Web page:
MADISON — Improvements to deteriorating sidewalks was the primary focus of discussion last week at a meeting of the Madison Select Board.

The board met last Monday to review funding for sidewalk repairs and to adopt a policy for meetings held remotely.

The town budget includes spending $20,000 to fix sidewalks on Madison Avenue, from Main Street to Bean Street.

Town Manager Tim Curtis said the repairs would be done in concert with a Madison Electric Works project to replace utility poles in the area.

The board decided to look into adding “a significant amount of sidewalks projects” in anticipation of the upcoming budget.

Other lingering concerns, Curtis said, are the sidewalks on Middle, Houghton and Gray streets, which have deteriorated “to the point where they do not exist anymore.”

“The question is do we rebuild them completely or remove them?” Curtis said. “If the will of the board is to focus on rebuilding these sidewalks, then that is something that we will have to budget for.”

Repairs to the sidewalks will cost about $19,000 per street, according to Curtis. The idea is to excavate the existing sidewalks and then provide paving for new sidewalks.

The sidewalks will not be raised or have a curb. Additionally, due to the lack of manpower, these streets will not be maintained during winter, like some other side streets, Curtis said.

In other matters, members of Madison’s Select and Planning boards have a list of guidelines to follow when attending meetings remotely, in keeping with the town’s newly adopted Remote Participation Policy.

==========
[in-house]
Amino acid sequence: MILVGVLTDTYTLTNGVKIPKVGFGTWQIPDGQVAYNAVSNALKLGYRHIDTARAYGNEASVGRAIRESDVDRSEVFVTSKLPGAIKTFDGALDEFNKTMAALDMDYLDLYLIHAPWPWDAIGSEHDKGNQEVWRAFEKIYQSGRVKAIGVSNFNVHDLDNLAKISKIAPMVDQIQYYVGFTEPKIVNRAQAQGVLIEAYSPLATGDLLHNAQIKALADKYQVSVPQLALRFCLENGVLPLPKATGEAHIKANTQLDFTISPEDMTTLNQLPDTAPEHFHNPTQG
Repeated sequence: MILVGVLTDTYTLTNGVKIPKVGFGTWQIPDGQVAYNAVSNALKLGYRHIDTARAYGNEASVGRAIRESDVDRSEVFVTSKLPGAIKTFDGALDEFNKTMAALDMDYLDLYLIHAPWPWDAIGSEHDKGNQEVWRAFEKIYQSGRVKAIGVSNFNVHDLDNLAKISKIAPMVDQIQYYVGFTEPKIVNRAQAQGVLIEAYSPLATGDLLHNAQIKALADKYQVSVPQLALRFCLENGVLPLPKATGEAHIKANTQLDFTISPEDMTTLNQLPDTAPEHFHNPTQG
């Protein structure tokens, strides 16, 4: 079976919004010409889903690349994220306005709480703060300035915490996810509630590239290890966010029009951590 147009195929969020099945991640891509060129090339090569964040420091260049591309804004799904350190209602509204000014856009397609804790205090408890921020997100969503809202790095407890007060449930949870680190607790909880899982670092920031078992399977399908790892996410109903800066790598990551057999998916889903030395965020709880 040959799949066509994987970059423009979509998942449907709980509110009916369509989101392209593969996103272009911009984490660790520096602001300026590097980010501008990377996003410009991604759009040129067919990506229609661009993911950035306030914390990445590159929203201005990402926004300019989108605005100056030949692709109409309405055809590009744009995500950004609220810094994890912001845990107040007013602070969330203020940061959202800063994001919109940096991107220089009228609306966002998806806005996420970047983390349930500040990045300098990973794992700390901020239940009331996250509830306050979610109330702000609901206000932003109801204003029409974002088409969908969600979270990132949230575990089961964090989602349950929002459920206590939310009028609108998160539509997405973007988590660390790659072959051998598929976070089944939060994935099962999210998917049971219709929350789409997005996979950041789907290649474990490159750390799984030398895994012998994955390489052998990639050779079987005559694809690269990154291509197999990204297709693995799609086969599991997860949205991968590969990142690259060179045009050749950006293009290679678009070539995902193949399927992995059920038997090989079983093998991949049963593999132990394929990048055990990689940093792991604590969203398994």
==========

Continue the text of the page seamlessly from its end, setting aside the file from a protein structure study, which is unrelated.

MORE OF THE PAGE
Members may attend meetings remotely for specific reasons, including an emergency or other issue, such as illness or being out of town. They cannot attend and participate remotely out of convenience. Under the policy, members of the public can watch public meetings remotely.

Curtis said the policy allows entire boards to meet remotely or specific members to attend remotely. He said final approval on meeting remotely will be left to each board’s chairperson.

Mary Tomlinson, chair of the Planning Board, spoke in favor of the policy and allowing each board to decide on meeting remotely.

“We are meeting in a place where not everyone is masked, and we have learned that people who are vaccinated can carry the same viral load as those who are infected and unvaccinated,” Tomlinson said. “Therefore, we are putting each other at risk each time we meet.

“We all have exposures to different people and we never know if we are carrying the virus that we can spread to others.”

Tomlinson said Somerset remains the lowest-vaccinated county in Maine, at 57%. Statewide, the vaccination rate is 71%.

Selectman Ron Moody also said he supported the policy and thought discussion on the policy was only “making things more confusing for something that should be relatively simple.”

“We did it last time and it worked,” Moody said. “I think there’s enough common sense amongst us, and we’ve already been through it and we’ve got an example to go by.”

In other matters, Curtis said this year’s property tax rate had been set at $19.42 per $1,000 of assessed value, down from $21.25 last year.

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